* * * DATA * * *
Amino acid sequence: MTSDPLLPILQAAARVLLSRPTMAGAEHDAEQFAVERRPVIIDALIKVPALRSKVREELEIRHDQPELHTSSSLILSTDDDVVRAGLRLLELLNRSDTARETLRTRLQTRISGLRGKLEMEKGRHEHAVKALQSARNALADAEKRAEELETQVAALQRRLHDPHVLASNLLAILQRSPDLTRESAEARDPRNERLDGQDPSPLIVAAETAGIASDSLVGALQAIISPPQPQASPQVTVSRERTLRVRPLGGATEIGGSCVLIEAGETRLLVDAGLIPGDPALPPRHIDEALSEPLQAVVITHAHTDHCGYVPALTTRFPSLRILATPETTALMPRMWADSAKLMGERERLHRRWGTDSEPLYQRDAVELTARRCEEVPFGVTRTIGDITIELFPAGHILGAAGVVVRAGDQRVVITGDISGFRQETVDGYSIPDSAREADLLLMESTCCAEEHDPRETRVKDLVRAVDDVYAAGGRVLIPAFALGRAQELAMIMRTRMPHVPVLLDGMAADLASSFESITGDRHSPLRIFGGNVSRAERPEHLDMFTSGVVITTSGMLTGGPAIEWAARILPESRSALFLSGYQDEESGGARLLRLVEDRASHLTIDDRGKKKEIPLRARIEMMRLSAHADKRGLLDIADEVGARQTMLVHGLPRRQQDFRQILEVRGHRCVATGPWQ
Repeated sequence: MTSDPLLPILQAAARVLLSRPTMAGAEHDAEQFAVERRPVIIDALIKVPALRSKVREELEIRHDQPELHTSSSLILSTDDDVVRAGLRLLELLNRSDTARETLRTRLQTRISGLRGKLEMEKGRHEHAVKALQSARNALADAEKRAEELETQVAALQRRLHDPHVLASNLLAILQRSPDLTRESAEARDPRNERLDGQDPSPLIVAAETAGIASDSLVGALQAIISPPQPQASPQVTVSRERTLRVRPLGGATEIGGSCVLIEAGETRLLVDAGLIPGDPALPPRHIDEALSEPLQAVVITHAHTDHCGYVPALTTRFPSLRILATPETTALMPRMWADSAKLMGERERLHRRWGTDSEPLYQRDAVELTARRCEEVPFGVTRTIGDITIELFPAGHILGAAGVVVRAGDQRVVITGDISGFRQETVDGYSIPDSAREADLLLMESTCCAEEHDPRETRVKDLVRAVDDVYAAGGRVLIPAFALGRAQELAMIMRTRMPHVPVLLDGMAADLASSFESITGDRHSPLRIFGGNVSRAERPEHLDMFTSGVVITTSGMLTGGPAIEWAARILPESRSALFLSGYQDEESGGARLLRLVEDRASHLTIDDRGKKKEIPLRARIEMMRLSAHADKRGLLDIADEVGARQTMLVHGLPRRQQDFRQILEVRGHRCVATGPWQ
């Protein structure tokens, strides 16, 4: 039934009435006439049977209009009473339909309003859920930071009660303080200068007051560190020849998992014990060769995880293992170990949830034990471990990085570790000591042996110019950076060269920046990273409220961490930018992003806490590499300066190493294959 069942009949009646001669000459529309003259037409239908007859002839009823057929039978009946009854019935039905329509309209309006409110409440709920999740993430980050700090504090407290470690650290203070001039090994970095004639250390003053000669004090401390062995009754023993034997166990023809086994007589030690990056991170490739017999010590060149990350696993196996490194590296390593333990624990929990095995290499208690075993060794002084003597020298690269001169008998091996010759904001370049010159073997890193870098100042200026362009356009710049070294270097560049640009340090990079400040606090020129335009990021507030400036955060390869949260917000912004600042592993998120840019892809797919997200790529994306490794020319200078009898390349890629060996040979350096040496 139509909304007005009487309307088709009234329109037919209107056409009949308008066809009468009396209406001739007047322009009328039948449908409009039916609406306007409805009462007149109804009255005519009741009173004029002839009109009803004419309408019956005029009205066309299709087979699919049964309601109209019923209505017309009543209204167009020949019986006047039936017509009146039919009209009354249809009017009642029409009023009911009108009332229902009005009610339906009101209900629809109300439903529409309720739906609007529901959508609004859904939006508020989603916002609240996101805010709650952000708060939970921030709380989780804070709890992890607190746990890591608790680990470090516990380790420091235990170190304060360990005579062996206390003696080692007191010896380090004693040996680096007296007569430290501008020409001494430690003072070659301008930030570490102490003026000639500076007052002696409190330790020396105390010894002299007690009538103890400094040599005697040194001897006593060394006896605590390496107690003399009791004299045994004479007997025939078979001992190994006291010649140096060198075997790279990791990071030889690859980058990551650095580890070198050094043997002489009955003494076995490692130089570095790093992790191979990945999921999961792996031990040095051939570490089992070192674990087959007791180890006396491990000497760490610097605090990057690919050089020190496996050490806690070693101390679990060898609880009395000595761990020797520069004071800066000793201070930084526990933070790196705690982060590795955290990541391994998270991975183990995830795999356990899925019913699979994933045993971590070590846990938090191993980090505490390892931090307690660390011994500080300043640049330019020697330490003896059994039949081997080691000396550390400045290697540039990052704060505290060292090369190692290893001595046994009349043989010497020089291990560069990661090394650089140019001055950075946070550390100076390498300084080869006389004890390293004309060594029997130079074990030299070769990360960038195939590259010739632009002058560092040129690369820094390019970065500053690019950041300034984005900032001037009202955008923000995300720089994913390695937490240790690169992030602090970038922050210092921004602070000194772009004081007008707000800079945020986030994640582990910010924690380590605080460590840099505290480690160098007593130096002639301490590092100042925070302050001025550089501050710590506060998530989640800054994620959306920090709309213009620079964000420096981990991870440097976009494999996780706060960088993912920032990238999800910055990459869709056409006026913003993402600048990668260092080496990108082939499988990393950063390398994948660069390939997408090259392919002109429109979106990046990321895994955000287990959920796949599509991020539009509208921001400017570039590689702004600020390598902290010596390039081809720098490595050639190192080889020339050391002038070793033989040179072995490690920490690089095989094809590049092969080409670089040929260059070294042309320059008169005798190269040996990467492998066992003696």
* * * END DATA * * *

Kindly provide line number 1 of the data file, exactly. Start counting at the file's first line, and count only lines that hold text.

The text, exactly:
Amino acid sequence: MTSDPLLPILQAAARVLLSRPTMAGAEHDAEQFAVERRPVIIDALIKVPALRSKVREELEIRHDQPELHTSSSLILSTDDDVVRAGLRLLELLNRSDTARETLRTRLQTRISGLRGKLEMEKGRHEHAVKALQSARNALADAEKRAEELETQVAALQRRLHDPHVLASNLLAILQRSPDLTRESAEARDPRNERLDGQDPSPLIVAAETAGIASDSLVGALQAIISPPQPQASPQVTVSRERTLRVRPLGGATEIGGSCVLIEAGETRLLVDAGLIPGDPALPPRHIDEALSEPLQAVVITHAHTDHCGYVPALTTRFPSLRILATPETTALMPRMWADSAKLMGERERLHRRWGTDSEPLYQRDAVELTARRCEEVPFGVTRTIGDITIELFPAGHILGAAGVVVRAGDQRVVITGDISGFRQETVDGYSIPDSAREADLLLMESTCCAEEHDPRETRVKDLVRAVDDVYAAGGRVLIPAFALGRAQELAMIMRTRMPHVPVLLDGMAADLASSFESITGDRHSPLRIFGGNVSRAERPEHLDMFTSGVVITTSGMLTGGPAIEWAARILPESRSALFLSGYQDEESGGARLLRLVEDRASHLTIDDRGKKKEIPLRARIEMMRLSAHADKRGLLDIADEVGARQTMLVHGLPRRQQDFRQILEVRGHRCVATGPWQ